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Wild Skylarks Seasonally Modulate Energy Budgets but Maintain Energetically Costly Inflammatory Immune Responses throughout the Annual Cycle

Hegemann, Arne LU ; Matson, Kevin D.; Versteegh, Maaike A. and Tieleman, B. Irene (2012) In PLoS ONE 7(5).
Abstract
A central hypothesis of ecological immunology is that immune defences are traded off against competing physiological and behavioural processes. During energetically demanding periods, birds are predicted to switch from expensive inflammatory responses to less costly immune responses. Acute phase responses (APRs) are a particularly costly form of immune defence, and, hence, seasonal modulations in APRs are expected. Yet, hypotheses about APR modulation remain untested in free-living organisms throughout a complete annual cycle. We studied seasonal modulations in the APRs and in the energy budgets of skylarks Alauda arvensis, a partial migrant bird from temperate zones that experiences substantial ecological changes during its annual cycle.... (More)
A central hypothesis of ecological immunology is that immune defences are traded off against competing physiological and behavioural processes. During energetically demanding periods, birds are predicted to switch from expensive inflammatory responses to less costly immune responses. Acute phase responses (APRs) are a particularly costly form of immune defence, and, hence, seasonal modulations in APRs are expected. Yet, hypotheses about APR modulation remain untested in free-living organisms throughout a complete annual cycle. We studied seasonal modulations in the APRs and in the energy budgets of skylarks Alauda arvensis, a partial migrant bird from temperate zones that experiences substantial ecological changes during its annual cycle. We characterized throughout the annual cycle changes in their energy budgets by measuring basal metabolic rate (BMR) and body mass. We quantified APRs by measuring the effects of a lipopolysaccharide injection on metabolic rate, body mass, body temperature, and concentrations of glucose and ketone. Body mass and BMR were lowest during breeding, highest during winter and intermediate during spring migration, moult and autumn migration. Despite this variation in energy budgets, the magnitude of the APR, as measured by all variables, was similar in all annual cycle stages. Thus, while we find evidence that some annual cycle stages are relatively more energetically constrained, we find no support for the hypothesis that during these annual cycle stages birds compromise an immune defence that is itself energetically costly. We suggest that the ability to mount an APR may be so essential to survival in every annual cycle stage that skylarks do not trade off this costly form of defence with other annual cycle demands. (Less)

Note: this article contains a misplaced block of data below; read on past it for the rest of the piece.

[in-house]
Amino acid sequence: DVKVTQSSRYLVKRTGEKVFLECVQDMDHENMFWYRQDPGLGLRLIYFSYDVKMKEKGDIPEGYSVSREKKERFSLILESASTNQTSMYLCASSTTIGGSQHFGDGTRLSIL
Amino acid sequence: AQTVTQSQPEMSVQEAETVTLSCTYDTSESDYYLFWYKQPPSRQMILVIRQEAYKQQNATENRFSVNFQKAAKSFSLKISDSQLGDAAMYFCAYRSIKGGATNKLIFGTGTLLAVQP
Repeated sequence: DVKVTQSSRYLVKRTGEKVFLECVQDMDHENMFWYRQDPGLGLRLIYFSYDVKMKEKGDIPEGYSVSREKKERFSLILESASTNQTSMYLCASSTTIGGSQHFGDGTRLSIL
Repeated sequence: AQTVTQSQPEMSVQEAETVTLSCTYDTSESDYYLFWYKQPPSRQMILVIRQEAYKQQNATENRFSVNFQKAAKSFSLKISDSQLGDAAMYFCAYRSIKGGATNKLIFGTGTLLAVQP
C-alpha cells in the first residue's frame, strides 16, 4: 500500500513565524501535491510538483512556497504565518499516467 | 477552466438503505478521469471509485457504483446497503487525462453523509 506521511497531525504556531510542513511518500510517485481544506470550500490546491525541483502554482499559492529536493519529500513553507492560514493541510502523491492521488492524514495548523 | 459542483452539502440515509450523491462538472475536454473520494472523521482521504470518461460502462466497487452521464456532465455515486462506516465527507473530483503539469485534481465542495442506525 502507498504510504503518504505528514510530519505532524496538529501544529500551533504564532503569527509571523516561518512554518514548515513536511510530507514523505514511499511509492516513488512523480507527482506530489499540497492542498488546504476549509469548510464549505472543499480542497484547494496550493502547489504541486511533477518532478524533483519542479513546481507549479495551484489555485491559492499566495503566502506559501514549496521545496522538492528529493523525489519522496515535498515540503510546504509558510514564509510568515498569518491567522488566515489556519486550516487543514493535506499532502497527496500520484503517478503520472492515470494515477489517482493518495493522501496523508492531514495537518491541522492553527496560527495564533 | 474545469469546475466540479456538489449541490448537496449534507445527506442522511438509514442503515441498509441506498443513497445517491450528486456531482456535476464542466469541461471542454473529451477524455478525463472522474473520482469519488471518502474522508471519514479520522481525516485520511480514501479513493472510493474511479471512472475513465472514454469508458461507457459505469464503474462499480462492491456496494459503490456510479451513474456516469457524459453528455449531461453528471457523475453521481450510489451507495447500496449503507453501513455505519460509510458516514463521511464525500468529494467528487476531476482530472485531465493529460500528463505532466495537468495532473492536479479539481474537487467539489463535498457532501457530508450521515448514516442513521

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author
publishing date
type
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publication status
published
subject
in
PLoS ONE
volume
7
issue
5
publisher
Public Library of Science
external identifiers
  • wos:000305343400022
  • scopus:84860521147
ISSN
1932-6203
DOI
10.1371/journal.pone.0036358
language
English
LU publication?
no
id
3b112bae-cf80-416c-acb2-a7dfbb84b842 (old id 4732086)
date added to LUP
2014-10-30 09:23:16
date last changed
2017-10-22 04:06:11
@article{3b112bae-cf80-416c-acb2-a7dfbb84b842,
  abstract     = {A central hypothesis of ecological immunology is that immune defences are traded off against competing physiological and behavioural processes. During energetically demanding periods, birds are predicted to switch from expensive inflammatory responses to less costly immune responses. Acute phase responses (APRs) are a particularly costly form of immune defence, and, hence, seasonal modulations in APRs are expected. Yet, hypotheses about APR modulation remain untested in free-living organisms throughout a complete annual cycle. We studied seasonal modulations in the APRs and in the energy budgets of skylarks Alauda arvensis, a partial migrant bird from temperate zones that experiences substantial ecological changes during its annual cycle. We characterized throughout the annual cycle changes in their energy budgets by measuring basal metabolic rate (BMR) and body mass. We quantified APRs by measuring the effects of a lipopolysaccharide injection on metabolic rate, body mass, body temperature, and concentrations of glucose and ketone. Body mass and BMR were lowest during breeding, highest during winter and intermediate during spring migration, moult and autumn migration. Despite this variation in energy budgets, the magnitude of the APR, as measured by all variables, was similar in all annual cycle stages. Thus, while we find evidence that some annual cycle stages are relatively more energetically constrained, we find no support for the hypothesis that during these annual cycle stages birds compromise an immune defence that is itself energetically costly. We suggest that the ability to mount an APR may be so essential to survival in every annual cycle stage that skylarks do not trade off this costly form of defence with other annual cycle demands.},
  articleno    = {e36358},
  author       = {Hegemann, Arne and Matson, Kevin D. and Versteegh, Maaike A. and Tieleman, B. Irene},
  issn         = {1932-6203},
  language     = {eng},
  number       = {5},
  publisher    = {Public Library of Science},
  series       = {PLoS ONE},
  title        = {Wild Skylarks Seasonally Modulate Energy Budgets but Maintain Energetically Costly Inflammatory Immune Responses throughout the Annual Cycle},
  url          = {http://dx.doi.org/10.1371/journal.pone.0036358},
  volume       = {7},
  year         = {2012},
}